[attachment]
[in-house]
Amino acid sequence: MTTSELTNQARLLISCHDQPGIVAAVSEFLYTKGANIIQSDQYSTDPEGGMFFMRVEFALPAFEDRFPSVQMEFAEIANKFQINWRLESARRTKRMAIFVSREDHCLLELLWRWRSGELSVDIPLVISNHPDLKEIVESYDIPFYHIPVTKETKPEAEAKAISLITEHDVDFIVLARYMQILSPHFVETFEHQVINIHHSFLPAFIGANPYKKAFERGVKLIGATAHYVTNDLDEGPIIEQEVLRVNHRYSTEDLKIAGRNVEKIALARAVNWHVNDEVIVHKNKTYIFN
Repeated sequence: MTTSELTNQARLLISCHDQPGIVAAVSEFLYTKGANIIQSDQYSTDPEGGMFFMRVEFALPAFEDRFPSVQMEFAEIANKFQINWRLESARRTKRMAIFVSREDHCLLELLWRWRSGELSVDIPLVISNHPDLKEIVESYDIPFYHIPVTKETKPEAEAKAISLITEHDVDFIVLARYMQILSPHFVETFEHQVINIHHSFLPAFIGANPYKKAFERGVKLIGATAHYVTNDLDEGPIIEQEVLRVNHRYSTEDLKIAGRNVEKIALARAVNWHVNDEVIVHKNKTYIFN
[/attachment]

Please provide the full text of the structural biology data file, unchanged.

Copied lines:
[in-house]
Amino acid sequence: MTTSELTNQARLLISCHDQPGIVAAVSEFLYTKGANIIQSDQYSTDPEGGMFFMRVEFALPAFEDRFPSVQMEFAEIANKFQINWRLESARRTKRMAIFVSREDHCLLELLWRWRSGELSVDIPLVISNHPDLKEIVESYDIPFYHIPVTKETKPEAEAKAISLITEHDVDFIVLARYMQILSPHFVETFEHQVINIHHSFLPAFIGANPYKKAFERGVKLIGATAHYVTNDLDEGPIIEQEVLRVNHRYSTEDLKIAGRNVEKIALARAVNWHVNDEVIVHKNKTYIFN
Repeated sequence: MTTSELTNQARLLISCHDQPGIVAAVSEFLYTKGANIIQSDQYSTDPEGGMFFMRVEFALPAFEDRFPSVQMEFAEIANKFQINWRLESARRTKRMAIFVSREDHCLLELLWRWRSGELSVDIPLVISNHPDLKEIVESYDIPFYHIPVTKETKPEAEAKAISLITEHDVDFIVLARYMQILSPHFVETFEHQVINIHHSFLPAFIGANPYKKAFERGVKLIGATAHYVTNDLDEGPIIEQEVLRVNHRYSTEDLKIAGRNVEKIALARAVNWHVNDEVIVHKNKTYIFN